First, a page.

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Keeping styles in the style sheet

Even as browsers progress and add more support for CSS-based animation, we still find ourselves relying on JavaScript to get the job done. But that doesn’t mean we need to define our styles in our scripts.

Nikita Vasilyev has described a simple yet useful JavaScript technique for transitioning to and from ‘auto’ for CSS height and width values. While this is arguably something CSS should handle natively, it’s not in the spec and it’s unclear if any browser vendors will implement it independently.

As nicely as this solution works, I still prefer to keep the presentation defined by CSS as much as possible. In particular, I wasn’t happy leaving this particular line from Nikita’s script as-is:

1element.style.transition = 'width .5s ease-in-out';

We regularly get caught in this scenario—wanting to style with CSS, but needing JavaScript to make it happen. All too often, we end up with styles that are hardcoded into JavaScript.

If we’re smart we make these styles configurable, but then we’re adding complexity to our code and making it harder for other developers to use our code (do I pass my custom CSS as the third argument or fourth?). We can do better.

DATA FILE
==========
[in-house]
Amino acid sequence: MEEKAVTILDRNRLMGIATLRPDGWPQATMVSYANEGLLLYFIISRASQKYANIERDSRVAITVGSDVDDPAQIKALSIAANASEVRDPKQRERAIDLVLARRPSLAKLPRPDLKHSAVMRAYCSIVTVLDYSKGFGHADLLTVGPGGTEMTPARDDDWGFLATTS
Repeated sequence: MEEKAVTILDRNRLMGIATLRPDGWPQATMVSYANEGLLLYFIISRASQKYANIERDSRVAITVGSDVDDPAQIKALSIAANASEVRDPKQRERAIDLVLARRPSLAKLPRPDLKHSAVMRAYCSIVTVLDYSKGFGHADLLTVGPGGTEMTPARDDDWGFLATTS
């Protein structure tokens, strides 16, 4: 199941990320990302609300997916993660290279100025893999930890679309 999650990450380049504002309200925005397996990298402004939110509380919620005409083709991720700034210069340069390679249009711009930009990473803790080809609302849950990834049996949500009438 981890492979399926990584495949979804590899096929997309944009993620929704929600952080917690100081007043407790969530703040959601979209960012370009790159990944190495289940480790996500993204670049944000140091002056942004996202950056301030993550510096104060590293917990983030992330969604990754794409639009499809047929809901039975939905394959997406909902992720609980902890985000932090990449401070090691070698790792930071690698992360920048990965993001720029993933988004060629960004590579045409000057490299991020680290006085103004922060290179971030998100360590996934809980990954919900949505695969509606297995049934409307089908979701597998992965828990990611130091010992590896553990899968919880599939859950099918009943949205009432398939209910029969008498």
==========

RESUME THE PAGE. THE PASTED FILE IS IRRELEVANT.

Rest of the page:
Referencing Style Sheets

In this particular case, the three transition values—property, duration, and timing function—are all hardcoded. It may make sense to leave the height or width property declared in the JavaScript if the script will be called upon for a specific property (e.g. an expandWidth() function customized for a particular module). But there’s no reason the duration and timing function can’t be defined in CSS.

Let’s make that line a little more adaptive:

1element.style.transitionProperty = 'width'; 2element.style.transitionDuration = getComputedStyle(element).transitionDuration; 3element.style.transitionTimingFunction = getComputedStyle(element).transitionTimingFunction;

And in the CSS:

1.expandable { 2 transition-property: none; /* More on this in a moment */ 3 transition-duration: .5s; 4 transition-timing-function: ease-in-out; 5}

View a Gist of the entire code

Separation of Concerns

Now the transition can be changed by another JavaScript module or style sheet without disrupting the expandWidth() function:

1.expandable.molasses { 2 transition-duration: 3s; 3} 4 5.expandable.robotic { 6 transition-timing-function: linear; 7}


This pattern is handy if you’re working on a customizable framework:


1$expand-transition-duration: 1s; 2 3@import "_framework"


1$expand-transition-duration: 500ms !default; 2$expand-transition-timing-function: ease-in !default; 3 4.expandable { 5 transition: none $expand-transition-duration $expand-transition-timing-function; 6}

Which compiles to:


1.expandable { 2 transition: none 1s ease-in; 3}


You’ll notice that the CSS includes transition-property: none. This prevents the CSS from having an effect on the element—that is, if you were to set transition-property: width you would see a wonky ‘double’ animation as both the JavaScript and CSS adjust the element’s width simultaneously. If you try to leave the property out, the browser will default to transition-property: all which isn’t what we want either.

And of course you will need to add vendor prefixes to keep things working across most browsers.